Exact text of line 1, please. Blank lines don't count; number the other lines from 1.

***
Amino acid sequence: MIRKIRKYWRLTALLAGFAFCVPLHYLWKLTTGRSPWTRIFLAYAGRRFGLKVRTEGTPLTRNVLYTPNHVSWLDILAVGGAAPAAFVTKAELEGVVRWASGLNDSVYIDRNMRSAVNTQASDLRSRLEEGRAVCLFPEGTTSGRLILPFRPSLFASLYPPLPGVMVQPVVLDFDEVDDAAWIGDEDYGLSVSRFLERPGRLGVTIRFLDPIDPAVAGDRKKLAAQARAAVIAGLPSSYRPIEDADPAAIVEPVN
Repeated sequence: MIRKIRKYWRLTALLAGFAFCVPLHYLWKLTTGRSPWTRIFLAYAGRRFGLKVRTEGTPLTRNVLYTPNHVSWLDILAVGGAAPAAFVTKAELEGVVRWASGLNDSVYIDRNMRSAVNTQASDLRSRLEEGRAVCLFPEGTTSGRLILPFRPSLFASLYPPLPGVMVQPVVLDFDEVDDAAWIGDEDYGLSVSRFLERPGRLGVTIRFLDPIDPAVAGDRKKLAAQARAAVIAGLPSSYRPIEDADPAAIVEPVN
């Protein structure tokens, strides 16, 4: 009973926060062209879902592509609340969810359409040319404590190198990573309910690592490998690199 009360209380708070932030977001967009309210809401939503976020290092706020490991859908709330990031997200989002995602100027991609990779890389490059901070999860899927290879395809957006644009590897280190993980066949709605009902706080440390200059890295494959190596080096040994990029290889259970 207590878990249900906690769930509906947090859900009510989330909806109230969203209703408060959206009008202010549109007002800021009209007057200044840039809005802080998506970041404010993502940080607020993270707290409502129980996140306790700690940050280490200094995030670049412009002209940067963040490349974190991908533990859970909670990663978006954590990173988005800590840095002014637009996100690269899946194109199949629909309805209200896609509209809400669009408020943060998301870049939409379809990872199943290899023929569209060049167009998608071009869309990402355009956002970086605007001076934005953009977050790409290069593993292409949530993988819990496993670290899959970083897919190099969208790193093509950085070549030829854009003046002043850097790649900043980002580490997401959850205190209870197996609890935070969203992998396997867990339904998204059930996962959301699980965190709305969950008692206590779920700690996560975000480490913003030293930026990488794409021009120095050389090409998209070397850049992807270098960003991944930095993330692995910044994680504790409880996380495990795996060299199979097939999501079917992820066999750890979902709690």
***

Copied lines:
Amino acid sequence: MIRKIRKYWRLTALLAGFAFCVPLHYLWKLTTGRSPWTRIFLAYAGRRFGLKVRTEGTPLTRNVLYTPNHVSWLDILAVGGAAPAAFVTKAELEGVVRWASGLNDSVYIDRNMRSAVNTQASDLRSRLEEGRAVCLFPEGTTSGRLILPFRPSLFASLYPPLPGVMVQPVVLDFDEVDDAAWIGDEDYGLSVSRFLERPGRLGVTIRFLDPIDPAVAGDRKKLAAQARAAVIAGLPSSYRPIEDADPAAIVEPVN